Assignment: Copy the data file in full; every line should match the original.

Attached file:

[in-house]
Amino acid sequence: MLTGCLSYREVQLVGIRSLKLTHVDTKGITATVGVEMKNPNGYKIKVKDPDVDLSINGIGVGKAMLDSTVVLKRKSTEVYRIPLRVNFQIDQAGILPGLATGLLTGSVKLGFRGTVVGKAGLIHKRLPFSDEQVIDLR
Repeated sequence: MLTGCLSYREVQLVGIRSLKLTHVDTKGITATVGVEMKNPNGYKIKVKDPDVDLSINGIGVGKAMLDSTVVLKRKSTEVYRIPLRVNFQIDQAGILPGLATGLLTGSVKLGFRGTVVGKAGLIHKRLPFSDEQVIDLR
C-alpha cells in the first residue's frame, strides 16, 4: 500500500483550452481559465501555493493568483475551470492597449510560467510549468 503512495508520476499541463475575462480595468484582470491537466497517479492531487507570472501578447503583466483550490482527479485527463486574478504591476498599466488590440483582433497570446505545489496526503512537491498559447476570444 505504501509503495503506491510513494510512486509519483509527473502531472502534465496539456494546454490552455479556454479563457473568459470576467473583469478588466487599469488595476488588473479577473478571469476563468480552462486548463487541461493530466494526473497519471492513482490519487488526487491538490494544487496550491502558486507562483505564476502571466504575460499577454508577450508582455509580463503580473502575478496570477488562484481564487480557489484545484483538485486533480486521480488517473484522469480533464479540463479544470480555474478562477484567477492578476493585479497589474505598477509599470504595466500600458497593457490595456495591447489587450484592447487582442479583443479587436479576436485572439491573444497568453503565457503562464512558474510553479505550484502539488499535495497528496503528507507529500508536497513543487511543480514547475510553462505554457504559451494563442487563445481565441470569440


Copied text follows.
[in-house]
Amino acid sequence: MLTGCLSYREVQLVGIRSLKLTHVDTKGITATVGVEMKNPNGYKIKVKDPDVDLSINGIGVGKAMLDSTVVLKRKSTEVYRIPLRVNFQIDQAGILPGLATGLLTGSVKLGFRGTVVGKAGLIHKRLPFSDEQVIDLR
Repeated sequence: MLTGCLSYREVQLVGIRSLKLTHVDTKGITATVGVEMKNPNGYKIKVKDPDVDLSINGIGVGKAMLDSTVVLKRKSTEVYRIPLRVNFQIDQAGILPGLATGLLTGSVKLGFRGTVVGKAGLIHKRLPFSDEQVIDLR
C-alpha cells in the first residue's frame, strides 16, 4: 500500500483550452481559465501555493493568483475551470492597449510560467510549468 503512495508520476499541463475575462480595468484582470491537466497517479492531487507570472501578447503583466483550490482527479485527463486574478504591476498599466488590440483582433497570446505545489496526503512537491498559447476570444 505504501509503495503506491510513494510512486509519483509527473502531472502534465496539456494546454490552455479556454479563457473568459470576467473583469478588466487599469488595476488588473479577473478571469476563468480552462486548463487541461493530466494526473497519471492513482490519487488526487491538490494544487496550491502558486507562483505564476502571466504575460499577454508577450508582455509580463503580473502575478496570477488562484481564487480557489484545484483538485486533480486521480488517473484522469480533464479540463479544470480555474478562477484567477492578476493585479497589474505598477509599470504595466500600458497593457490595456495591447489587450484592447487582442479583443479587436479576436485572439491573444497568453503565457503562464512558474510553479505550484502539488499535495497528496503528507507529500508536497513543487511543480514547475510553462505554457504559451494563442487563445481565441470569440